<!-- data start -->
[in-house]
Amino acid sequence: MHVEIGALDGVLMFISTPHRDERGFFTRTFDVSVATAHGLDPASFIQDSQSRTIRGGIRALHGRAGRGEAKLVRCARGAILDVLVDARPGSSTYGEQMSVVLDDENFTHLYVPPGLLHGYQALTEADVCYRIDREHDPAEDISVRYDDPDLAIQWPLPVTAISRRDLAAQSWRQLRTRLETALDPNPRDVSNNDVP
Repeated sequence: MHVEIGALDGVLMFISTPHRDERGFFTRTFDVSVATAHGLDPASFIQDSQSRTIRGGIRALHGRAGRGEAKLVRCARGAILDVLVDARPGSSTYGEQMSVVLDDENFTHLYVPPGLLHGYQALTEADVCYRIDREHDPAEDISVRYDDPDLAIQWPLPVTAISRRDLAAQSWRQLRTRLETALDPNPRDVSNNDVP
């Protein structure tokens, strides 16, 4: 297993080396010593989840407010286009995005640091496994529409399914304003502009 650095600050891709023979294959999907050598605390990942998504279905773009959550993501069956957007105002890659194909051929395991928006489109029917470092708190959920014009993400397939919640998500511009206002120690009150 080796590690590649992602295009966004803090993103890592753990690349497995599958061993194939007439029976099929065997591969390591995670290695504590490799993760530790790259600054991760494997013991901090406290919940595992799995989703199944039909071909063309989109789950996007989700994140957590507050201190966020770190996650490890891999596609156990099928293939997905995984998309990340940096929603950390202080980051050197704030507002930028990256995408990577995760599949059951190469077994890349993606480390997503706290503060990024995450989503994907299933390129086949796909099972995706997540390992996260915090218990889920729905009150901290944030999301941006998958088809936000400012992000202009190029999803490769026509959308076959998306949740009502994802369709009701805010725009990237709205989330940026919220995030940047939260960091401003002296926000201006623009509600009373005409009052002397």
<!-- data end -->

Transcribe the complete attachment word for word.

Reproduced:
[in-house]
Amino acid sequence: MHVEIGALDGVLMFISTPHRDERGFFTRTFDVSVATAHGLDPASFIQDSQSRTIRGGIRALHGRAGRGEAKLVRCARGAILDVLVDARPGSSTYGEQMSVVLDDENFTHLYVPPGLLHGYQALTEADVCYRIDREHDPAEDISVRYDDPDLAIQWPLPVTAISRRDLAAQSWRQLRTRLETALDPNPRDVSNNDVP
Repeated sequence: MHVEIGALDGVLMFISTPHRDERGFFTRTFDVSVATAHGLDPASFIQDSQSRTIRGGIRALHGRAGRGEAKLVRCARGAILDVLVDARPGSSTYGEQMSVVLDDENFTHLYVPPGLLHGYQALTEADVCYRIDREHDPAEDISVRYDDPDLAIQWPLPVTAISRRDLAAQSWRQLRTRLETALDPNPRDVSNNDVP
């Protein structure tokens, strides 16, 4: 297993080396010593989840407010286009995005640091496994529409399914304003502009 650095600050891709023979294959999907050598605390990942998504279905773009959550993501069956957007105002890659194909051929395991928006489109029917470092708190959920014009993400397939919640998500511009206002120690009150 080796590690590649992602295009966004803090993103890592753990690349497995599958061993194939007439029976099929065997591969390591995670290695504590490799993760530790790259600054991760494997013991901090406290919940595992799995989703199944039909071909063309989109789950996007989700994140957590507050201190966020770190996650490890891999596609156990099928293939997905995984998309990340940096929603950390202080980051050197704030507002930028990256995408990577995760599949059951190469077994890349993606480390997503706290503060990024995450989503994907299933390129086949796909099972995706997540390992996260915090218990889920729905009150901290944030999301941006998958088809936000400012992000202009190029999803490769026509959308076959998306949740009502994802369709009701805010725009990237709205989330940026919220995030940047939260960091401003002296926000201006623009509600009373005409009052002397």